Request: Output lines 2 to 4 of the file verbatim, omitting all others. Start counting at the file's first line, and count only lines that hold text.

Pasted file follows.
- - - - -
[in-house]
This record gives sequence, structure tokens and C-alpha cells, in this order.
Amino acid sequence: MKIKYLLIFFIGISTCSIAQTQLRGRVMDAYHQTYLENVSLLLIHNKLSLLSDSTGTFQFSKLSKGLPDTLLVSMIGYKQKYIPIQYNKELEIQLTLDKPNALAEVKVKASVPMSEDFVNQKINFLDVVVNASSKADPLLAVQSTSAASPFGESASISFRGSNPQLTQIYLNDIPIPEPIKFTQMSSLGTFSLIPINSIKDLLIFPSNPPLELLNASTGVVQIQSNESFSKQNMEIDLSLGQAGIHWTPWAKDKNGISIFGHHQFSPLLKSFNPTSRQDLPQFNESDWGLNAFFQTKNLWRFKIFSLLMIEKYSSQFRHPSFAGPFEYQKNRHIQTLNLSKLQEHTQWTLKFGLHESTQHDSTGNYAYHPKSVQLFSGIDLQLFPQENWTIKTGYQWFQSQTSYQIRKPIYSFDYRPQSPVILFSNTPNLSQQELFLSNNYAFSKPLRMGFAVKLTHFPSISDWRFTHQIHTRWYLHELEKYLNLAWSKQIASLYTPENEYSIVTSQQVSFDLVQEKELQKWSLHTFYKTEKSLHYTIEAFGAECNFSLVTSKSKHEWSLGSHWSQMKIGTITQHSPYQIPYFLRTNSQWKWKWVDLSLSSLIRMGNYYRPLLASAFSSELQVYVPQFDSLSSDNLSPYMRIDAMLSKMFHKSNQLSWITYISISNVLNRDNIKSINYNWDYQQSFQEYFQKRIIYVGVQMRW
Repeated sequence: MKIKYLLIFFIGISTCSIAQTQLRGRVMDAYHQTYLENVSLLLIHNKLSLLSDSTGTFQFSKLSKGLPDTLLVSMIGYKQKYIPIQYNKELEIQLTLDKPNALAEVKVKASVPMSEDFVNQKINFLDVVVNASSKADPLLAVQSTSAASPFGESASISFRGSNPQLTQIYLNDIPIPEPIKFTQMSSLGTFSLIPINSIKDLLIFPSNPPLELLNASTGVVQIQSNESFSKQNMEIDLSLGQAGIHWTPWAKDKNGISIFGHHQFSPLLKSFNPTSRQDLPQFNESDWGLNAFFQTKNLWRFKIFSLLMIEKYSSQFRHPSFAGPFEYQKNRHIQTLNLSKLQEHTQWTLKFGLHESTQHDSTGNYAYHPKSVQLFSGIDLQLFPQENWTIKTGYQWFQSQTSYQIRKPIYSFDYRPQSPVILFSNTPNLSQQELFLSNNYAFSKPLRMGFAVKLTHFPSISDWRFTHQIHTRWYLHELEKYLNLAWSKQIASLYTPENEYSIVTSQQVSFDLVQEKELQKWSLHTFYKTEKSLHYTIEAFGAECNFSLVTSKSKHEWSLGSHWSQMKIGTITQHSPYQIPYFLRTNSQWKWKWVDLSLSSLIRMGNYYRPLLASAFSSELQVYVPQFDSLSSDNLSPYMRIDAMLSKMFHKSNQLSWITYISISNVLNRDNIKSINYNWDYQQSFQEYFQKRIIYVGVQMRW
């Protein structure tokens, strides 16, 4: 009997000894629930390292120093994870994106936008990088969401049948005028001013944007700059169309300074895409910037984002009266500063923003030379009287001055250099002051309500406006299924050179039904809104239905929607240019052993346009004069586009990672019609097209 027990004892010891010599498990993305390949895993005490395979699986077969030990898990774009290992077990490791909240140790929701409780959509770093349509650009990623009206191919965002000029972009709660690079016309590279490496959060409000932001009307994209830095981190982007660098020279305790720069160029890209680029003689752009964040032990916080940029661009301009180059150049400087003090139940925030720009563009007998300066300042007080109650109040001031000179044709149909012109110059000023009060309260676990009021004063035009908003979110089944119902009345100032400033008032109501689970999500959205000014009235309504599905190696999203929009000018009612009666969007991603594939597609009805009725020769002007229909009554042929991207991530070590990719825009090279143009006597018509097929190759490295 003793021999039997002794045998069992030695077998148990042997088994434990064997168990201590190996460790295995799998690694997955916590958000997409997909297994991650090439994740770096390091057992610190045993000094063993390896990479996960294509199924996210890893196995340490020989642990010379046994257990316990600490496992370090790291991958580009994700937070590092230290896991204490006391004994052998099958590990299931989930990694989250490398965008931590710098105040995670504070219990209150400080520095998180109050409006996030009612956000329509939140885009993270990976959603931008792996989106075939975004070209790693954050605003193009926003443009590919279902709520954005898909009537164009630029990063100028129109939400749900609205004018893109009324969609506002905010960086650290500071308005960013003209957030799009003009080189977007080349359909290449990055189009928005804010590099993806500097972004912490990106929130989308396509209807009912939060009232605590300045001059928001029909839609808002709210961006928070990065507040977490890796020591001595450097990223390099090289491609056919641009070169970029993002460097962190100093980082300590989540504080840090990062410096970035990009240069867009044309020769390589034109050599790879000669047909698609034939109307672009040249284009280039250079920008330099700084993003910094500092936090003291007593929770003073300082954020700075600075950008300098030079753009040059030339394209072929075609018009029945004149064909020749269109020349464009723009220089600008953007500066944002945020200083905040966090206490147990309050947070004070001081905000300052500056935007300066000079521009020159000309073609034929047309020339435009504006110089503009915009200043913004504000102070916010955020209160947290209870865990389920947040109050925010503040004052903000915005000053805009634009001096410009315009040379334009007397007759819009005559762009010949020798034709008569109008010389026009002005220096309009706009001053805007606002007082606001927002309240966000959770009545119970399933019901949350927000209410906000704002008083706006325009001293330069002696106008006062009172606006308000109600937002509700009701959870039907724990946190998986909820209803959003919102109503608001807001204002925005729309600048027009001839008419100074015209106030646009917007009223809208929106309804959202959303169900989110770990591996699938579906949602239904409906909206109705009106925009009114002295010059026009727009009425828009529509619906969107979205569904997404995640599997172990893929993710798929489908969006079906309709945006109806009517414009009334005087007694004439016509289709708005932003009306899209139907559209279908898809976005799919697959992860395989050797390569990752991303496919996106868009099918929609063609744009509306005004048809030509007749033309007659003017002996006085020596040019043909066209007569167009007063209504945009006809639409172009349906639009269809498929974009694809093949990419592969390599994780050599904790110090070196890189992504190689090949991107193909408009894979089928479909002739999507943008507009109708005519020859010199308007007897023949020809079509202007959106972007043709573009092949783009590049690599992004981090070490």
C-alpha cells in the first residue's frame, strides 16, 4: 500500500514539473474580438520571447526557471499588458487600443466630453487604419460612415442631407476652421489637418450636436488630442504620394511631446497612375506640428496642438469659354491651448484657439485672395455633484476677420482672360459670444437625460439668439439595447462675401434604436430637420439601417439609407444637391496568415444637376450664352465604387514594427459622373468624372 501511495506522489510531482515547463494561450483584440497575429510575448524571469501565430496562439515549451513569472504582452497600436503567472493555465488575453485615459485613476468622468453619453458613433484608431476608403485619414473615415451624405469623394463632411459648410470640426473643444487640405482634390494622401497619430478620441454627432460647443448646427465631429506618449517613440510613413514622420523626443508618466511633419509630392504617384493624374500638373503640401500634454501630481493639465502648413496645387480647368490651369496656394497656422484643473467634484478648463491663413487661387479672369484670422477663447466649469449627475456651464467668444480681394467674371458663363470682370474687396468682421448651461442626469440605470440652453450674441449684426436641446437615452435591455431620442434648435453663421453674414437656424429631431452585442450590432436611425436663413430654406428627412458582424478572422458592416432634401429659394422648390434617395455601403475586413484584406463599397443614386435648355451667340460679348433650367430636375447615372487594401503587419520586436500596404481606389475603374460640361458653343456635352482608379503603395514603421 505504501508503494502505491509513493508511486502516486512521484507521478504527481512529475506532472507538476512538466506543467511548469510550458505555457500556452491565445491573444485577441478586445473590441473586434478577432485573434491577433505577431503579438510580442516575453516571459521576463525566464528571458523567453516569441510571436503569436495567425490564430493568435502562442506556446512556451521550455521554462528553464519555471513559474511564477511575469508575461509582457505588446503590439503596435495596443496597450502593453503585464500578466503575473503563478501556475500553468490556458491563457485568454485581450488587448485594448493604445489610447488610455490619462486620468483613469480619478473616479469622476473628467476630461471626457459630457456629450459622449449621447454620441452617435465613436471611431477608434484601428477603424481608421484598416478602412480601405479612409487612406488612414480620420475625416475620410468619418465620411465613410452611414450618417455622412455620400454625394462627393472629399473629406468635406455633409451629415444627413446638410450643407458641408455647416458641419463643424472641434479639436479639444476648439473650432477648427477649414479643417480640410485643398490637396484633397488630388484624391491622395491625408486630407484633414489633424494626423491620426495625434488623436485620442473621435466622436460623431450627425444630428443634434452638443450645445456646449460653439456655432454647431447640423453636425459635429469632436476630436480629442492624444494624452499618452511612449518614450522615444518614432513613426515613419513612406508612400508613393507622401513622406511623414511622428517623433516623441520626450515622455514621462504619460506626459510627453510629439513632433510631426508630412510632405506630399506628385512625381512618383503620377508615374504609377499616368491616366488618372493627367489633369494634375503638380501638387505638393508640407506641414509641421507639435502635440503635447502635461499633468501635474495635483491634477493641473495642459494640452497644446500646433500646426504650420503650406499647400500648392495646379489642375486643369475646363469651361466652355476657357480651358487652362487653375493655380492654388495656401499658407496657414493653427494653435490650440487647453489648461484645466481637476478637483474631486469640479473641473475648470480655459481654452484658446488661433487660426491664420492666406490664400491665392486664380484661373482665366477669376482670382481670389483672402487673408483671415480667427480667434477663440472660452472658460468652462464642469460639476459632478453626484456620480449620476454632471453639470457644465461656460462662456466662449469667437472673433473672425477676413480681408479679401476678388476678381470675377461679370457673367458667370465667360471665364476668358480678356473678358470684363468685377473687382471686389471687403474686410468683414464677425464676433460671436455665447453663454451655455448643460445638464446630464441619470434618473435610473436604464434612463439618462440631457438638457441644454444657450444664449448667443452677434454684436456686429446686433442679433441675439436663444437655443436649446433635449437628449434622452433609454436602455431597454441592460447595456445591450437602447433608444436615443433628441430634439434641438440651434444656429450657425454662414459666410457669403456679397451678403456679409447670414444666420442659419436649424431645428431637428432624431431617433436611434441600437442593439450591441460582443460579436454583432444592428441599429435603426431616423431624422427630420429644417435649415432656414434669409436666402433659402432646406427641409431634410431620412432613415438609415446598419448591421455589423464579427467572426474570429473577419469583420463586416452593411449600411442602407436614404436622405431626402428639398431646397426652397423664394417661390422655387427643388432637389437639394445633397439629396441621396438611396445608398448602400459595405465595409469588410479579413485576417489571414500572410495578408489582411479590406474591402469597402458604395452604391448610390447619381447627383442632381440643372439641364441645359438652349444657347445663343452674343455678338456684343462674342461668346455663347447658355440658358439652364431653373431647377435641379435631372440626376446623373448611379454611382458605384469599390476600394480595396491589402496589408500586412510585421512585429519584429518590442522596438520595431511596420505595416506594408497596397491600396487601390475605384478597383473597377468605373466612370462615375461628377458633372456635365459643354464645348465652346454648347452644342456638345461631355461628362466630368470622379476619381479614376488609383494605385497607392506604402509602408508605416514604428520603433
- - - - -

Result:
This record gives sequence, structure tokens and C-alpha cells, in this order.
Amino acid sequence: MKIKYLLIFFIGISTCSIAQTQLRGRVMDAYHQTYLENVSLLLIHNKLSLLSDSTGTFQFSKLSKGLPDTLLVSMIGYKQKYIPIQYNKELEIQLTLDKPNALAEVKVKASVPMSEDFVNQKINFLDVVVNASSKADPLLAVQSTSAASPFGESASISFRGSNPQLTQIYLNDIPIPEPIKFTQMSSLGTFSLIPINSIKDLLIFPSNPPLELLNASTGVVQIQSNESFSKQNMEIDLSLGQAGIHWTPWAKDKNGISIFGHHQFSPLLKSFNPTSRQDLPQFNESDWGLNAFFQTKNLWRFKIFSLLMIEKYSSQFRHPSFAGPFEYQKNRHIQTLNLSKLQEHTQWTLKFGLHESTQHDSTGNYAYHPKSVQLFSGIDLQLFPQENWTIKTGYQWFQSQTSYQIRKPIYSFDYRPQSPVILFSNTPNLSQQELFLSNNYAFSKPLRMGFAVKLTHFPSISDWRFTHQIHTRWYLHELEKYLNLAWSKQIASLYTPENEYSIVTSQQVSFDLVQEKELQKWSLHTFYKTEKSLHYTIEAFGAECNFSLVTSKSKHEWSLGSHWSQMKIGTITQHSPYQIPYFLRTNSQWKWKWVDLSLSSLIRMGNYYRPLLASAFSSELQVYVPQFDSLSSDNLSPYMRIDAMLSKMFHKSNQLSWITYISISNVLNRDNIKSINYNWDYQQSFQEYFQKRIIYVGVQMRW
Repeated sequence: MKIKYLLIFFIGISTCSIAQTQLRGRVMDAYHQTYLENVSLLLIHNKLSLLSDSTGTFQFSKLSKGLPDTLLVSMIGYKQKYIPIQYNKELEIQLTLDKPNALAEVKVKASVPMSEDFVNQKINFLDVVVNASSKADPLLAVQSTSAASPFGESASISFRGSNPQLTQIYLNDIPIPEPIKFTQMSSLGTFSLIPINSIKDLLIFPSNPPLELLNASTGVVQIQSNESFSKQNMEIDLSLGQAGIHWTPWAKDKNGISIFGHHQFSPLLKSFNPTSRQDLPQFNESDWGLNAFFQTKNLWRFKIFSLLMIEKYSSQFRHPSFAGPFEYQKNRHIQTLNLSKLQEHTQWTLKFGLHESTQHDSTGNYAYHPKSVQLFSGIDLQLFPQENWTIKTGYQWFQSQTSYQIRKPIYSFDYRPQSPVILFSNTPNLSQQELFLSNNYAFSKPLRMGFAVKLTHFPSISDWRFTHQIHTRWYLHELEKYLNLAWSKQIASLYTPENEYSIVTSQQVSFDLVQEKELQKWSLHTFYKTEKSLHYTIEAFGAECNFSLVTSKSKHEWSLGSHWSQMKIGTITQHSPYQIPYFLRTNSQWKWKWVDLSLSSLIRMGNYYRPLLASAFSSELQVYVPQFDSLSSDNLSPYMRIDAMLSKMFHKSNQLSWITYISISNVLNRDNIKSINYNWDYQQSFQEYFQKRIIYVGVQMRW